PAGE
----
Local rabbis want Negev project to be responsible

Several Northern California rabbis have endorsed a resolution to ensure a massive development project in Israel’s Negev Desert doesn’t steamroll everything in its path.

Spearheaded by the Jewish National Fund, “Blueprint Negev” aims to make the desert bloom as never before. With its proposed array of parks, lakes, riverfront promenades and commercial development, the project would create jobs and make the Negev — 60 percent of Israel’s land mass — a more attractive place to live.

Ohalah, the Association of Rabbis for Jewish Renewal, adopted a resolution that urges JNF and its Israeli partners to consider the social and environmental impact of Blueprint Negev.

At least seven local rabbis signed on, including Pamela Frydman Baugh, Ohalah’s administrative director and its former president.

According to Frydman Baugh, Ohalah’s main concerns about the proposed $650 million project are environmental and social, especially regarding the Negev’s Bedouin population. So far, she says, JNF has responded well.

“We led with a kvetch, a negotiated kvetch,” she said, adding, “We are supporters of JNF and will continue to be. They walk the talk.”

For its part, JNF has no argument with Frydman Baugh.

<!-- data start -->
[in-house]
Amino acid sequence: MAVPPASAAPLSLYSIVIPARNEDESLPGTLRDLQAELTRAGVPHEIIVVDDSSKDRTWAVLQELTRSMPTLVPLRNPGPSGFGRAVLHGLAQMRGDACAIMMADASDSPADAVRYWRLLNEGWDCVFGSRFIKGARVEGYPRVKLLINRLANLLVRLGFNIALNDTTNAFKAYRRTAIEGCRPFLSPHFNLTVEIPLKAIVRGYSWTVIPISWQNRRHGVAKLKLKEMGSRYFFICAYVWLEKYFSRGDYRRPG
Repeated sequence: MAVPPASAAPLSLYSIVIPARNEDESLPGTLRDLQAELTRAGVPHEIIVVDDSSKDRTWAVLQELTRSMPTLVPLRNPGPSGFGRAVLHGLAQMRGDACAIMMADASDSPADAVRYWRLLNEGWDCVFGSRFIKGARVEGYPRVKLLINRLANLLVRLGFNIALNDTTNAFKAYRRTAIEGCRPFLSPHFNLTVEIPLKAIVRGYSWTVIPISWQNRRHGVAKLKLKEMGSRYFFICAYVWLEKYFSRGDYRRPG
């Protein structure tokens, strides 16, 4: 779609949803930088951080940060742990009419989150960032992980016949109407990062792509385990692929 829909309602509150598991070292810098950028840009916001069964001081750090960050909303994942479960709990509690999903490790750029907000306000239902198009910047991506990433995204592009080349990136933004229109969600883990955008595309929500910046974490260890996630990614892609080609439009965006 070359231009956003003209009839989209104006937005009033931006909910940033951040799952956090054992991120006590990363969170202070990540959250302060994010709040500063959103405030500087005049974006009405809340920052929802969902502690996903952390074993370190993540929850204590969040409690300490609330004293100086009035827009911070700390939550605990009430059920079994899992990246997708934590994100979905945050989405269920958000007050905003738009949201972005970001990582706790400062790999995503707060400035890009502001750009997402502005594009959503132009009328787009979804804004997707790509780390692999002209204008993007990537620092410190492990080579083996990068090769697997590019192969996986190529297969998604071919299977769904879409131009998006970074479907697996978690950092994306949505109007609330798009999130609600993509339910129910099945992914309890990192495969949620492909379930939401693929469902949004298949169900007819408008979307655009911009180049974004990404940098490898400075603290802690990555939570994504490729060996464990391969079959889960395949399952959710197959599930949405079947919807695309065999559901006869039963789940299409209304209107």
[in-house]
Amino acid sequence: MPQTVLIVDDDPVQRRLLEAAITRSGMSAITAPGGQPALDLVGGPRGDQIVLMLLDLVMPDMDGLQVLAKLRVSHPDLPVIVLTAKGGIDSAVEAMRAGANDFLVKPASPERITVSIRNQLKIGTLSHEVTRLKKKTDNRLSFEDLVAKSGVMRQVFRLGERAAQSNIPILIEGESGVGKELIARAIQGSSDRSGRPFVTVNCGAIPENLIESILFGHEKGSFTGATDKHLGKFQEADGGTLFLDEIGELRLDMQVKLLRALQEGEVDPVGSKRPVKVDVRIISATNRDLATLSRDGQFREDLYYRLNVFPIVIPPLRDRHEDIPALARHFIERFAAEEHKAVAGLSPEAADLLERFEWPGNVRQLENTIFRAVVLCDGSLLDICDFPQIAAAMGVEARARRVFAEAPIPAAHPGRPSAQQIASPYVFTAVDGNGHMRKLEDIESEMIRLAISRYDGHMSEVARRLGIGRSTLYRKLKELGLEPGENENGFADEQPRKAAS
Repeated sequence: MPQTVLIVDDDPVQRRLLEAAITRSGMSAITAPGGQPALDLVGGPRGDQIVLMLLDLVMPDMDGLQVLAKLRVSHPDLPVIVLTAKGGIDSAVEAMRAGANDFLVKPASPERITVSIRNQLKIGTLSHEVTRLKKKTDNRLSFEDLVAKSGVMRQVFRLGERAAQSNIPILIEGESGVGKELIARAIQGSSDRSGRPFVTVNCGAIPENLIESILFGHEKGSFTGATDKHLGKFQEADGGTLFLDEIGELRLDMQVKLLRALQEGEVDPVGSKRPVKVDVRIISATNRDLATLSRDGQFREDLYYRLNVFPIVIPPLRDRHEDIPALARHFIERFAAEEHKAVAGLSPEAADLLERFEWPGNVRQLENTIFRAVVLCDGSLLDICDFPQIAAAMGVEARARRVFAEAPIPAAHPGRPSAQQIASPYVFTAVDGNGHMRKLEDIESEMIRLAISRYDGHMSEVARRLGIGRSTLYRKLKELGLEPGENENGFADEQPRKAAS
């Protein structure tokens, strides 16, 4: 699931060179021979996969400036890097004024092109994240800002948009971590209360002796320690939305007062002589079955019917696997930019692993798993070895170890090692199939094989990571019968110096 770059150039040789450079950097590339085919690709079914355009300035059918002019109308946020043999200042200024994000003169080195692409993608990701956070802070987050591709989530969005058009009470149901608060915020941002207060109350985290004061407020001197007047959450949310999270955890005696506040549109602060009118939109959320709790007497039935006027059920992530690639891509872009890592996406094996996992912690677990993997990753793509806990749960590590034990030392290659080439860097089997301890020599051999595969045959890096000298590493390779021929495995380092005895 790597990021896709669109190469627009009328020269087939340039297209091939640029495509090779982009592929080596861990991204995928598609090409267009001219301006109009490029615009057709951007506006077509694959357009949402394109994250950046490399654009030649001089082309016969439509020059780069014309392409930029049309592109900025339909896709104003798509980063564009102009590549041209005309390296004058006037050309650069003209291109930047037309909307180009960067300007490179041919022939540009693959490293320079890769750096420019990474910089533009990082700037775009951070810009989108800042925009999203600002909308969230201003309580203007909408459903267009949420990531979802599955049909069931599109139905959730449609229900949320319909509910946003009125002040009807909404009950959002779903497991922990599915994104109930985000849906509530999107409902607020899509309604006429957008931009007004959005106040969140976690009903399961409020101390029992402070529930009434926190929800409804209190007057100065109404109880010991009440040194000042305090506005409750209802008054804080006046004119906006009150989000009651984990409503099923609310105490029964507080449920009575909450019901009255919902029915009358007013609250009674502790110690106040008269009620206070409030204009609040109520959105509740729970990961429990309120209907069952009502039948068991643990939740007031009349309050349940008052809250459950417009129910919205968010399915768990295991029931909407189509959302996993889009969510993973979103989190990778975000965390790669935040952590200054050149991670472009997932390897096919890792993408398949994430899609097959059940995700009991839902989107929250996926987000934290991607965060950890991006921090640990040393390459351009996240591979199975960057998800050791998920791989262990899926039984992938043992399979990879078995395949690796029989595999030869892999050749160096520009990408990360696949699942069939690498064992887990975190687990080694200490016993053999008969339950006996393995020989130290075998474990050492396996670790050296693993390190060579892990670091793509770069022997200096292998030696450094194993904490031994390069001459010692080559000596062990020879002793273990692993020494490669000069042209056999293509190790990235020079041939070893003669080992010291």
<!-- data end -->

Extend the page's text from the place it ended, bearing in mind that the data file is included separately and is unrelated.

“JNF is committed to create an environmentally sustainable Negev,” said Rabbi Eric Lankin, JNF’s chief of institutional advancement and education. “Top Israeli environmental organizations have helped us think through our development activities.”

Ohalah represents close to 200 rabbis and cantors worldwide, affiliated with many denominations of Judaism. The association is under the auspices of Aleph, the Alliance for Jewish Renewal.

The local rabbis signing on to the Ohalah resolution include Eli Cohen of Chadeish Yameinu, a chavurah in Santa Cruz; David Cooper of Kehilla Community Synagogue in Piedmont; Dan Goldblatt and Chaya Gusfield, both of Danville’s Beth Chaim Congregation; Lori Klein of Stanford University Hospital; and Paula Marcus of Temple Beth El in Aptos.

One of the bullet points in the Ohalah resolution urges JNF and its Israeli counterpart to “ensure the social and political rights of the Bedouin population” and to “refrain from destroying Bedouin communities to make room for new Jewish towns.”

Lankin asserts that no Bedouin villages will be affected by Blueprint Negev.

“There will be no demolition,” he said. “We only build with cooperation of the Bedouin themselves. We turn to them to articulate their needs.”

Lankin added that throughout its 100-year history, the JNF has sought input from responsible Jewish organizations. “The JNF is a project of the Jewish people,” he said. “Every Jew is on the inside. We’re thrilled to hear from Ohalah and other movements. JNF welcomes all partners.”

Added Rabbi Goldblatt, “What’s wonderful is the response. JNF wanted to listen, wanted to respond, know our concerns. They wanted to collaborate with others that care about the same issues.”

Dan Pine

Dan Pine is a contributing editor at J. He was a longtime staff writer at J. and retired as news editor in 2020.